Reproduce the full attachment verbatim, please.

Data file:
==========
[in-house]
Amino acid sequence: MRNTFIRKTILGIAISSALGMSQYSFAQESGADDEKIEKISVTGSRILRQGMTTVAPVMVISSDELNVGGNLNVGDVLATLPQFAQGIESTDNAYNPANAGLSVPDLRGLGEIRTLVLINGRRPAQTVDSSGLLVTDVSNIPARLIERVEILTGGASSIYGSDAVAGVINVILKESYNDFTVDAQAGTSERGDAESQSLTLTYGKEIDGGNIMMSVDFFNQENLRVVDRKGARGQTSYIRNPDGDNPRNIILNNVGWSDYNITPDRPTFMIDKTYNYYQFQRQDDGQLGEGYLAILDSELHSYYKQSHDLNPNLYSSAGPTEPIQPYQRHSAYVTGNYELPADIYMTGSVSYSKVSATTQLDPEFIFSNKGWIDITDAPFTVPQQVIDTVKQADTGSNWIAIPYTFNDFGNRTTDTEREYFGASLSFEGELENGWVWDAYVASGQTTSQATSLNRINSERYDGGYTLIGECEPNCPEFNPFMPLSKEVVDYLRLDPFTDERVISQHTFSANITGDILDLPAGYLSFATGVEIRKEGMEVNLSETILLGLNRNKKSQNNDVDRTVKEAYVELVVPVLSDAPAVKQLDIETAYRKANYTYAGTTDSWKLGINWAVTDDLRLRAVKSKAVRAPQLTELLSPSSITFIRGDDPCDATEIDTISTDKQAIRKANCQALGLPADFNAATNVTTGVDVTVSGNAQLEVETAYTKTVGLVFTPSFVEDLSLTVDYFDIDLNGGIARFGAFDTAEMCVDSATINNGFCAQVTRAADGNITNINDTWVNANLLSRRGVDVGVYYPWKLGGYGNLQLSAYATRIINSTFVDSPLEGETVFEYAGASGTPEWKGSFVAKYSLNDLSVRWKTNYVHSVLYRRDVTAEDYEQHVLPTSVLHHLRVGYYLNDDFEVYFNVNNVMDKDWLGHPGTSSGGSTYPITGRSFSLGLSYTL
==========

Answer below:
[in-house]
Amino acid sequence: MRNTFIRKTILGIAISSALGMSQYSFAQESGADDEKIEKISVTGSRILRQGMTTVAPVMVISSDELNVGGNLNVGDVLATLPQFAQGIESTDNAYNPANAGLSVPDLRGLGEIRTLVLINGRRPAQTVDSSGLLVTDVSNIPARLIERVEILTGGASSIYGSDAVAGVINVILKESYNDFTVDAQAGTSERGDAESQSLTLTYGKEIDGGNIMMSVDFFNQENLRVVDRKGARGQTSYIRNPDGDNPRNIILNNVGWSDYNITPDRPTFMIDKTYNYYQFQRQDDGQLGEGYLAILDSELHSYYKQSHDLNPNLYSSAGPTEPIQPYQRHSAYVTGNYELPADIYMTGSVSYSKVSATTQLDPEFIFSNKGWIDITDAPFTVPQQVIDTVKQADTGSNWIAIPYTFNDFGNRTTDTEREYFGASLSFEGELENGWVWDAYVASGQTTSQATSLNRINSERYDGGYTLIGECEPNCPEFNPFMPLSKEVVDYLRLDPFTDERVISQHTFSANITGDILDLPAGYLSFATGVEIRKEGMEVNLSETILLGLNRNKKSQNNDVDRTVKEAYVELVVPVLSDAPAVKQLDIETAYRKANYTYAGTTDSWKLGINWAVTDDLRLRAVKSKAVRAPQLTELLSPSSITFIRGDDPCDATEIDTISTDKQAIRKANCQALGLPADFNAATNVTTGVDVTVSGNAQLEVETAYTKTVGLVFTPSFVEDLSLTVDYFDIDLNGGIARFGAFDTAEMCVDSATINNGFCAQVTRAADGNITNINDTWVNANLLSRRGVDVGVYYPWKLGGYGNLQLSAYATRIINSTFVDSPLEGETVFEYAGASGTPEWKGSFVAKYSLNDLSVRWKTNYVHSVLYRRDVTAEDYEQHVLPTSVLHHLRVGYYLNDDFEVYFNVNNVMDKDWLGHPGTSSGGSTYPITGRSFSLGLSYTL